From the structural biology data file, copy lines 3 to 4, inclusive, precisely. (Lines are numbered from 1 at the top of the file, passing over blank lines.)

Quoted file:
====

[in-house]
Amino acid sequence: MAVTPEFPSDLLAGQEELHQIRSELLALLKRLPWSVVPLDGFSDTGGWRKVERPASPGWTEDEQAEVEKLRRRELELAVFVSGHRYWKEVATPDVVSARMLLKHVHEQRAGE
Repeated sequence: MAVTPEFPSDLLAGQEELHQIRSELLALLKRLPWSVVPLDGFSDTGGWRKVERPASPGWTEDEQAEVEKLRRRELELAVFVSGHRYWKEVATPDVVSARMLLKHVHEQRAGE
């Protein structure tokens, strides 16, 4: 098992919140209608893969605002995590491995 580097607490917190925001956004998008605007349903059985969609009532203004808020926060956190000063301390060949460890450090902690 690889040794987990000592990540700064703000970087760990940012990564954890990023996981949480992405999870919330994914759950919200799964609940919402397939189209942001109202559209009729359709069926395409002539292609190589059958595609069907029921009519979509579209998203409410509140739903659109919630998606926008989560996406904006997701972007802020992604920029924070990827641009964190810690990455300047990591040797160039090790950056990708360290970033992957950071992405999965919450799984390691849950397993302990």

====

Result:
Repeated sequence: MAVTPEFPSDLLAGQEELHQIRSELLALLKRLPWSVVPLDGFSDTGGWRKVERPASPGWTEDEQAEVEKLRRRELELAVFVSGHRYWKEVATPDVVSARMLLKHVHEQRAGE
């Protein structure tokens, strides 16, 4: 098992919140209608893969605002995590491995 580097607490917190925001956004998008605007349903059985969609009532203004808020926060956190000063301390060949460890450090902690 690889040794987990000592990540700064703000970087760990940012990564954890990023996981949480992405999870919330994914759950919200799964609940919402397939189209942001109202559209009729359709069926395409002539292609190589059958595609069907029921009519979509579209998203409410509140739903659109919630998606926008989560996406904006997701972007802020992604920029924070990827641009964190810690990455300047990591040797160039090790950056990708360290970033992957950071992405999965919450799984390691849950397993302990």